Barley Silage or Corn Silage Fed in Combination with Barley Grain, Corn Grain, or a Blend of Barley and Corn Grain to Backgrounding Beef Cattle
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The objective of this study was to determine the effect of either barley (BS) or corn (CS) silage fed with dry-rolled barley (BG), dry-rolled corn (CG), or a blend of barley and corn grain (BCG) on predicted nutrient digestibility and growth performance of backgrounding cattle (Study 1) and dry matter intake, ruminal fermentation, total tract digestibility and nitrogen balance (Study 2).In study 1, Steers (n = 288) were stratified by BW into 24 pens and pens were randomly assigned to one of six treatments (n = 4) in a two three factorial design. For Study 2 five ruminally cannulated heifers were used in an incomplete 6 6 Latin square design. Periods were 25-d including five days of dietary transition, 13 days of dietary adaptation, and seven days of sample collection. Treatments contained (DM basis) either BS or CS included at 55% in combination with 30% BG, CG, or BCG, 8% canola meal, varying amounts of urea to balance CP, and 5% of a mineral and vitamin supplement. There were no interactions among silage or grain source and no differences in ADG (1.01 kg/d) or G:F (0.10 kg/kg) among diets. However, DMI was 0.8 kg/d greater for steers fed CS (P = 0.018) than BS. Final BW was 8.4 kg greater for steers fed CS (P = 0.004) compared to steers fed BS. Fecal starch was greatest for CG, intermediate for BCG, and least for BG (P < 0.01). Whole barley kernels appearing in feces were greatest in BG compared to BCG while partial corn kernels in feces were greater in CG compared BCG (P < 0.01). Fine fibre particles in feces were greatest in BG diets with CG and BCG being least (P < 0.01 In study 2 Acetate concentrations were greatest for the CG and BCG diets (P < 0.01) while propionate was greatest for BS-BG and the least for CS-BCG (P < 0.05). Rumen ammonia concentrations were greatest for CG treatments (P < 0.01). Barley grain had greater DM, OM, starch and GE digestibility comparted to CG with BCG being intermediate (P < 0.05). Fecal nitrogen excretion was greatest for cattle fed CS (P < 0.05) as wells as for CG (P < 0.01). Use of CS improved DMI, ending BW and nutrient digestibility; while dry-rolled BG improved nutrient digestibility and reduced fecal starch concentration as compared to CG or BCG in diets for backgrounding cattle.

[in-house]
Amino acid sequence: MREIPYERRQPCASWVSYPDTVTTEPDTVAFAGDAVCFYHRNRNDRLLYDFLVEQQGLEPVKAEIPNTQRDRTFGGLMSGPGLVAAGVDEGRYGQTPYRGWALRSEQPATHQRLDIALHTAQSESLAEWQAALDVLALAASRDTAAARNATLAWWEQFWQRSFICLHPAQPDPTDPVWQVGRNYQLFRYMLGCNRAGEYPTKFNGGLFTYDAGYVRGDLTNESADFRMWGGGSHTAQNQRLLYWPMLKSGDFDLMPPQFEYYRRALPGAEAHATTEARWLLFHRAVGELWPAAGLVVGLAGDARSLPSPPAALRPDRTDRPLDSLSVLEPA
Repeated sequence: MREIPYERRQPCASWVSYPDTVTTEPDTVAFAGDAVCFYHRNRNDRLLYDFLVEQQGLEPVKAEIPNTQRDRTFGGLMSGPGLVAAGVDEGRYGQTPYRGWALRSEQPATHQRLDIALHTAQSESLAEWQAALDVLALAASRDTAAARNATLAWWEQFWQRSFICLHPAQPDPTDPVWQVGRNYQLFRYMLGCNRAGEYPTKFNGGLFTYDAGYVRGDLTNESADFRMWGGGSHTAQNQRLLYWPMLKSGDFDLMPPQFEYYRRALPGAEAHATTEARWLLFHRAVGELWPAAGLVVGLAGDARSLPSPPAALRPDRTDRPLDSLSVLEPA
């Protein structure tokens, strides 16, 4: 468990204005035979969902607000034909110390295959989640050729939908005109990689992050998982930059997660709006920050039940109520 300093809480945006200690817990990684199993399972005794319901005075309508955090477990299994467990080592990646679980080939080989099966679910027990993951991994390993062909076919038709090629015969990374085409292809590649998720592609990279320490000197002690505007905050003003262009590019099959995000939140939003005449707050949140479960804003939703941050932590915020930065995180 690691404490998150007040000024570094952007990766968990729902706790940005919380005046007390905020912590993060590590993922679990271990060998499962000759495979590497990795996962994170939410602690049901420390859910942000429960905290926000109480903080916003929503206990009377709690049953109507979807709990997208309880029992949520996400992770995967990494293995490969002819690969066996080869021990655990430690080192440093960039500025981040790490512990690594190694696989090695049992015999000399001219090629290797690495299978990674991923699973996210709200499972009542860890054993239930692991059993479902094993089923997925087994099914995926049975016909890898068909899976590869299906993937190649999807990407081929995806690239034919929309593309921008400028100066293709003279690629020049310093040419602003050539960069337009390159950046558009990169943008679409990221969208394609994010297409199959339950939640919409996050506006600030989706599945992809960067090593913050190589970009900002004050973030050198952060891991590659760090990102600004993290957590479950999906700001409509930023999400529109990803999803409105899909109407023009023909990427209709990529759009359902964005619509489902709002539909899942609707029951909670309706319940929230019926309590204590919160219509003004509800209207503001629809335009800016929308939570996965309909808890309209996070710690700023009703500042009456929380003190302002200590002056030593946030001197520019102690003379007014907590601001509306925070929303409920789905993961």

DegreeMaster of Science (M.Sc.)
DepartmentAnimal and Poultry Science
SupervisorPenner, Gregory B
CommitteeMcKinnon, John J; McAllister, Tim A; Caton, Joel; Buchanan, Fiona C
Copyright DateApril 2020